Bayou Teche is a Mississippi River channel carved out approximately 3800 to 5500 years ago. The Red River occupied the channel when the Mississippi River moved east. The Red River (Figure 9 and Figure 11) was intercepted by the Mississippi River (stream capturing) [17] about 2000 years ago. The Red River then drained to the Mississippi River and left behind the Bayou Teche and Atchafalaya River channels. The modern-Teche (Figure 9) has three natural levees—a steep narrow inner relic levee of soil deposited by Red River, its own present day levee, and the gently sloping, wide levee of gray and brown alluvium deposited by the Mississippi River.

3.3. Free State of Illinois in the Union

Illinois became a free state in the Union in 1818. Nearby states and neighboring

Figure 9. The map showing the Bayou Teche plus the Mississippi River Delta. Map by Mic Greenberg.

Figure 10. Mississippi River pathways during geologic time. Map by Mic Greenberg.

states, including Kentucky, Tennessee, Arkansas and Missouri were slave holding states. The two primary auction houses for slave sales were in St. Louis, Missouri and in Louisiana. Slaves seeking freedom often found their way across the Mississippi and Ohio rivers and then moved northeast along the Illinois River to Chicago. Another Underground Railroad pathway extended across the Ohio River and north along the Wabash River through Indiana [2]. In the 1850s prior to the American Civil War; Cairo Illinois had become an important transfer station on the Underground Railroad, fugitives were smuggled north on both the Ohio and Mississippi rivers and on the railroad lines headed toward Chicago or Galena, Illinois. About 150 years later, Cairo city workers discovered under the sidewalk along the 600 block of Levee Street storage bins (Figure 12) apparently used as an Underground Railroad hiding place for slaves [9] [18]. Physical evidence suggest that the rooms and adjoining tunnels (Figure 13) ran for five or six blocks along Canal Street and were utilized to transport and hide fugitive slaves.

3.4. American Civil War

The American Civil War started in 1861. At that time Cairo, Illinois had a population of 2200 with only 55 African-Americans. The Port of Cairo (Figure 14) became a strategically important training center and supply base for the Union army [19]. For a few months, Union Admiral Andrew Foote and General Ulysses S. Grant stayed at the grandest hotel in the Cairo area, the St. Charles Hotel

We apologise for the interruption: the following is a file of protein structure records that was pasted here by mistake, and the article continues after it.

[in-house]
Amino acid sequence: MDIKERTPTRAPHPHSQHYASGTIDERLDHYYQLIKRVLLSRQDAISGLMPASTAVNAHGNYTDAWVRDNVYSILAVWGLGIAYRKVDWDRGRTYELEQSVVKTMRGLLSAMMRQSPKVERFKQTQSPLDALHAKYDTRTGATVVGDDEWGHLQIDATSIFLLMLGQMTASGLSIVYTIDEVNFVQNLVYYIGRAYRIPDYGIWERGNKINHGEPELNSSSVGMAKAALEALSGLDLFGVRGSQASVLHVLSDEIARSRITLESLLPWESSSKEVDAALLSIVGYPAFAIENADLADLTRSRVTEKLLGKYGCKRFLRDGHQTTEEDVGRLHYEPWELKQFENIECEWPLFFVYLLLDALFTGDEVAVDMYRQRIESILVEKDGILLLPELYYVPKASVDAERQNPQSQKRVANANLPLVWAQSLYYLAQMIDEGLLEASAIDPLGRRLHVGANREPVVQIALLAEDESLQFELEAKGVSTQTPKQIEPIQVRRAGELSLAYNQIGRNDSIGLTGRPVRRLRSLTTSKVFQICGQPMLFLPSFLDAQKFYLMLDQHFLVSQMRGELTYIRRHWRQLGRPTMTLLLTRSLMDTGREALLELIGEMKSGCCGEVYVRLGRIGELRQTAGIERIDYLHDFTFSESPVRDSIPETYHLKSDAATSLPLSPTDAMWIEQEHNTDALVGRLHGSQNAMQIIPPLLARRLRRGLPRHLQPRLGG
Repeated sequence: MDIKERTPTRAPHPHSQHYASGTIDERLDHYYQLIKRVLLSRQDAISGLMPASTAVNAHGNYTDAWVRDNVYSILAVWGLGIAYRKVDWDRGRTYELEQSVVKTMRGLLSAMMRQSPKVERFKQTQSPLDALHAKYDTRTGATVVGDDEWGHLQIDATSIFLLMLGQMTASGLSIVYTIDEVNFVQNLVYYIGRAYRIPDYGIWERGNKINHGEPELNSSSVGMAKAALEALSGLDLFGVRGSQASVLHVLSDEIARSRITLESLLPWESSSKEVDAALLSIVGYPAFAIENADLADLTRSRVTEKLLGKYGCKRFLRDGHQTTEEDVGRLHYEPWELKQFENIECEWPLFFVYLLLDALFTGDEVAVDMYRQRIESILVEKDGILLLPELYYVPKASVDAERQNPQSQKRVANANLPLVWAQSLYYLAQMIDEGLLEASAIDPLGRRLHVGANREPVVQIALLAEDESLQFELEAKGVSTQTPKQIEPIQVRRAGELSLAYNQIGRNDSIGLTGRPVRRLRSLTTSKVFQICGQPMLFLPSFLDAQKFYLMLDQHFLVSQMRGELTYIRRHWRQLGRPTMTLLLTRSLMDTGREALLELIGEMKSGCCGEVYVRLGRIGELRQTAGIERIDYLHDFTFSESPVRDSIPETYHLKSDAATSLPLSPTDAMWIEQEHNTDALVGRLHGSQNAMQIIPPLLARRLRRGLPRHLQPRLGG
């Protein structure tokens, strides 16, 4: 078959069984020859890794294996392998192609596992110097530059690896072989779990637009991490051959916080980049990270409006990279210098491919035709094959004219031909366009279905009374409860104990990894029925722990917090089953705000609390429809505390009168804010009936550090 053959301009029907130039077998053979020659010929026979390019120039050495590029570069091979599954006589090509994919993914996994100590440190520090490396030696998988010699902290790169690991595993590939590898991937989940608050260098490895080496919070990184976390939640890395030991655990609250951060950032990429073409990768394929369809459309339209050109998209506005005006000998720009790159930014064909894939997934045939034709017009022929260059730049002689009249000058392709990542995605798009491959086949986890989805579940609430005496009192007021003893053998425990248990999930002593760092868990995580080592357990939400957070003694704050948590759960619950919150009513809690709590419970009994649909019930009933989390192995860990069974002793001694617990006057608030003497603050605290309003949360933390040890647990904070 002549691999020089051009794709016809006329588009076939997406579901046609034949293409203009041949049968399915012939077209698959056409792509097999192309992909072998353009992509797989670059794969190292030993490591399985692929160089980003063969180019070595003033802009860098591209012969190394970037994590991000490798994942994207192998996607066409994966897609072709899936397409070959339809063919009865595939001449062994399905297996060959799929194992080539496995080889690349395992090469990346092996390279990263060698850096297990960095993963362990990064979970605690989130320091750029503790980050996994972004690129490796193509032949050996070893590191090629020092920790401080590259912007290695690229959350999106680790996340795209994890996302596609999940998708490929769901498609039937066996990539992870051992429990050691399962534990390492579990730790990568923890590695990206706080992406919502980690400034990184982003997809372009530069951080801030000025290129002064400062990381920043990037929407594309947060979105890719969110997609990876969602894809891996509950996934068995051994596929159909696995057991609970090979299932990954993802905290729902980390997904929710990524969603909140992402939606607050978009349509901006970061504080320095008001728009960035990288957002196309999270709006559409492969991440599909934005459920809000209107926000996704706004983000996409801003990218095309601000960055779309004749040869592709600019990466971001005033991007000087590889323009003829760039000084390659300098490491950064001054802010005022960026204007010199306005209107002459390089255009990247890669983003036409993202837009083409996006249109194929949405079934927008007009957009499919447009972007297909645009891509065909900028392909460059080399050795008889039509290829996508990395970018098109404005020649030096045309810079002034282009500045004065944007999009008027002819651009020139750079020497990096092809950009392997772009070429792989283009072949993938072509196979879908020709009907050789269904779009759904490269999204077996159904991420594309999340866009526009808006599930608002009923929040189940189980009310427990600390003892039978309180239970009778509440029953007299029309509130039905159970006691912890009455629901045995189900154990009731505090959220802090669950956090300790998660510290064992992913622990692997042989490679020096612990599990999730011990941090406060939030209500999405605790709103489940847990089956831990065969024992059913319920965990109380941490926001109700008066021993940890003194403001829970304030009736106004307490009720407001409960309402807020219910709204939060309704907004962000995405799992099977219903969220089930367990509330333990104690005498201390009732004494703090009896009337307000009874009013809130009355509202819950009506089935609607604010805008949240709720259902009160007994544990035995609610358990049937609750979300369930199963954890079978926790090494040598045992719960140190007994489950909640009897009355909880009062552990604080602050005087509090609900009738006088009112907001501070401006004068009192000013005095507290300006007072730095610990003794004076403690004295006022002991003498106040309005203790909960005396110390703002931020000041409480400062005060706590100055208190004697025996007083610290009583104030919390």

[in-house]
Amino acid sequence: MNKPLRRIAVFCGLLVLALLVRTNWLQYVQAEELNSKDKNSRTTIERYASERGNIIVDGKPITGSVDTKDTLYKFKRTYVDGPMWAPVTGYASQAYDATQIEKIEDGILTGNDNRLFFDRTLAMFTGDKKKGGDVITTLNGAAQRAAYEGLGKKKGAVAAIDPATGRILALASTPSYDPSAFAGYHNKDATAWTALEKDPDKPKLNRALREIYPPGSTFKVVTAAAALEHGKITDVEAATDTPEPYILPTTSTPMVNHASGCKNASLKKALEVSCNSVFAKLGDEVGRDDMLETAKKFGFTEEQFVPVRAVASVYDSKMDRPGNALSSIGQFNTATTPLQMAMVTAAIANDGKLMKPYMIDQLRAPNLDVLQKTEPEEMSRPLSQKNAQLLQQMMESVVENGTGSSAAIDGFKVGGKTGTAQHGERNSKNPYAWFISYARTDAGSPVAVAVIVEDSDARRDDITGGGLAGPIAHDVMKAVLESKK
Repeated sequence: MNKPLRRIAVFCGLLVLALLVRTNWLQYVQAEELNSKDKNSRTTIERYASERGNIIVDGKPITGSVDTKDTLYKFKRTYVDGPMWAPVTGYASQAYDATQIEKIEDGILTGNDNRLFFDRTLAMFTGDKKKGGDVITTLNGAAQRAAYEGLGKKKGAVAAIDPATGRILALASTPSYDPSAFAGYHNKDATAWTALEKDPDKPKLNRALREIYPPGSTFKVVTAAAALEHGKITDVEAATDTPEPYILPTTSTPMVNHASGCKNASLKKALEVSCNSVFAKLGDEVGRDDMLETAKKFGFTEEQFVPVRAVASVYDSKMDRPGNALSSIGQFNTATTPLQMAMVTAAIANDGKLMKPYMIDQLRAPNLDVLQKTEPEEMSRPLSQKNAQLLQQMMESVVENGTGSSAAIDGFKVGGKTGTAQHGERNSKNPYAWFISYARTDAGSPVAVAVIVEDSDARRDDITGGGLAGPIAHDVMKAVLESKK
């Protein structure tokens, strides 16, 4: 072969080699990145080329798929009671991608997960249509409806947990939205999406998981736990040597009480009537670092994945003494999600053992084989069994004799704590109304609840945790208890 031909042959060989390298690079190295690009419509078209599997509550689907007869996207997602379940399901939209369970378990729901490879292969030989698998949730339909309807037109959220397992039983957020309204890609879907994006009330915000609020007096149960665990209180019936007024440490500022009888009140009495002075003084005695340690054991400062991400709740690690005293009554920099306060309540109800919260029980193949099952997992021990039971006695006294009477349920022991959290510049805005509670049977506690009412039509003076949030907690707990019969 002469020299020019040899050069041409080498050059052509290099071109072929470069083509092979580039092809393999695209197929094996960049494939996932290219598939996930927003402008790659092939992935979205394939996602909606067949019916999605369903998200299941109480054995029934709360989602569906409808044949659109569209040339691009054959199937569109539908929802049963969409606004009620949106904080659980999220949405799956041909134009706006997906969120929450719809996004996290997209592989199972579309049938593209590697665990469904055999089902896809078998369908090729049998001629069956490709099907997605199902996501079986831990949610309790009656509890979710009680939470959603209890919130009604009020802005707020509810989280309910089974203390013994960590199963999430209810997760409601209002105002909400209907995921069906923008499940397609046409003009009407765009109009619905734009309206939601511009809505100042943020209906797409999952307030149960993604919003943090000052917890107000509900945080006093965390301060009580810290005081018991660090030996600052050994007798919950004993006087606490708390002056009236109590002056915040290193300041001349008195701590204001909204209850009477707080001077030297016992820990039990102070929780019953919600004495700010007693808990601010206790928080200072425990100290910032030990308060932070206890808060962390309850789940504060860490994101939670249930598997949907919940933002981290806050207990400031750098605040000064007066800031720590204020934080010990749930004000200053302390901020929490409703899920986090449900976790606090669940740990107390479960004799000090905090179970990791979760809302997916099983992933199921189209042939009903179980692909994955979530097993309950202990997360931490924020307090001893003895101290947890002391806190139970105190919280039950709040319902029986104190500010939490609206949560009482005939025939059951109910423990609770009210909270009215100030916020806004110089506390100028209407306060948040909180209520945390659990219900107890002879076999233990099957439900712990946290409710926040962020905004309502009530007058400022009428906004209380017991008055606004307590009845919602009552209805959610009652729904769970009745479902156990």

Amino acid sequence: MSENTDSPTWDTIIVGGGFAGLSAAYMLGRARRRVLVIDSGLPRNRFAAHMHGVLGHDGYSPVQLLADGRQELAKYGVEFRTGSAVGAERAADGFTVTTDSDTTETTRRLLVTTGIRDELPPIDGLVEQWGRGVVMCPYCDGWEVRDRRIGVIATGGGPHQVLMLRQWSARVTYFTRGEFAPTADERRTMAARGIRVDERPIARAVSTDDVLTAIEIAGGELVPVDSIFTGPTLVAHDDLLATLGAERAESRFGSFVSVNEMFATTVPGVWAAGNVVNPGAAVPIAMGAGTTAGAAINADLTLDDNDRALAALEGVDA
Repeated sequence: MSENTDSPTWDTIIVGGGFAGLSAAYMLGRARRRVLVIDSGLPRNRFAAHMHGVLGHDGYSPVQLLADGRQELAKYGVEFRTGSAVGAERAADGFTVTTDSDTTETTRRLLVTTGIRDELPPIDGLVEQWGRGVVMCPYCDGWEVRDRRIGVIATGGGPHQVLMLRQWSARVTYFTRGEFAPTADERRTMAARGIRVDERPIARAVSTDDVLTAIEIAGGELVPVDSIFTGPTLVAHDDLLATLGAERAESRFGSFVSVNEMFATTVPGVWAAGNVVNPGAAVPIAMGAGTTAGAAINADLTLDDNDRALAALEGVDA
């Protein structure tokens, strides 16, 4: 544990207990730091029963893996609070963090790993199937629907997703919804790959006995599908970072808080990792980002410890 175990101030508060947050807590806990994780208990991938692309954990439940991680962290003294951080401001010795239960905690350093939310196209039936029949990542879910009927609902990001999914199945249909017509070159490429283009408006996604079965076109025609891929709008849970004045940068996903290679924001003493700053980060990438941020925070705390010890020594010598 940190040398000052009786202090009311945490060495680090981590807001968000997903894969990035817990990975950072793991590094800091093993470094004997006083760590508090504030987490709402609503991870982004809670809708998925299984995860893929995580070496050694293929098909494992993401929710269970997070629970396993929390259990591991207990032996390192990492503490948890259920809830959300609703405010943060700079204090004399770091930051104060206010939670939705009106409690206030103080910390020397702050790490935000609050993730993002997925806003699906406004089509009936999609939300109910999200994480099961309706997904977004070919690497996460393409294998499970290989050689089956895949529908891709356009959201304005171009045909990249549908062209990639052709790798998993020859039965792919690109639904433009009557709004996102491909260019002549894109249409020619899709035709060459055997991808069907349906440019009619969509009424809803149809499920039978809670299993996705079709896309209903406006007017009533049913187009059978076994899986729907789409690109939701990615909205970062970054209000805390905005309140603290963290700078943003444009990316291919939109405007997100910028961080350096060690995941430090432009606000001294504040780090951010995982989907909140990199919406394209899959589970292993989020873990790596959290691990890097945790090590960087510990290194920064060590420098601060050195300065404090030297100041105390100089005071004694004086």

Figure 11. The 1927 flooding of the Lower Mississippi River Valley. Published with copyright permission from Book Editor of Soil and Water Conservation Society. Map by Mic Greenberg.

Figure 12. Underground railroad chambers and tunnels.

Figure 13. Canal Street which parallels the Ohio River near the underground chamber in Cairo.

Figure 14. Cairo harbor during the dry year of 2012. The top of the floodwall can be seen above the vehicles. Published with copyright permission from Book Editor of Soil and Water Conservation Society.

(Figure 15), that opened in 1859 [20]. A number of new businesses were established including saloons, a hospital and a wheelwright shop. However, the saloons were closed down by the Union Generals in October of 1861.

Figure 15. Union training camp located in the City of Cairo in 1860s. The bottom drawing shows the location of the five story hotel where General Grant stayed.

The Ohio River was contested during the Civil War. The presence of the Confederate troops along the Ohio River to engage the Union troops at the confluence of the Ohio and Mississippi rivers near Cairo, Illinois forced navigation and trade to be diverted to Lake Michigan and Chicago which was connected in 1848 with the Mississippi River and the Gulf of Mexico by way of the Illinois Waterway. The Illinois Waterway encompasses the Illinois River, the Des Plaines River, the Chicago Sanitary and Ship Canal, and the Chicago River [21].

Union gunboats (Figure 16 and Figure 17) built at Mound City, Illinois in the early 1860s, just north of Cairo, enabled Union troops to use the rivers to launch surprise attacks on forts located on the Ohio, Lower Mississippi, Cumberland and Tennessee rivers. These gunboats could transport thousands of Union soldiers which allowed Union troops to advance rapidly and to out-maneuver the Confederate Army and Navy [19].

Cairo became a huge military camp (Figure 15) with clusters of barracks on all sides and a large parade ground. The fortified city attracted many Union newspaper reporters who came, via the railroads, and riverboats on the Upper Mississippi River to observe and document the military build-up. Union troops stationed in Cairo did not like the location. The low, wet, flat bottomland alluvial

Figure 16. Gunboats near Mound City, Illinois.

Figure 17. A steam powered gunboat named USS Baron DeKalb.

soils were extremely muddy, and prone to flooding despite some levees. The land was swampy, climate was humid, and disease-carrying mosquitoes and rats were everywhere [19].

3.4.1. The Impact of Union Gunboats on the Mississippi, Ohio, Cumberland and Tennessee River Waterways on the Outcome of the Civil War

The Union gunboats built at Mound City, Illinois (Figure 16 and Figure 17) impacted operations on the river. These gunboats could transport thousands of Union soldiers to advance rapidly on the Lower Mississippi, Cumberland, Ohio and Tennessee rivers and often out-maneuver the Confederate Army and Navy. However, the Union forces also sustained losses and many of the troops killed in action were buried at the national civil war cemetery in Mound City (Figure 18).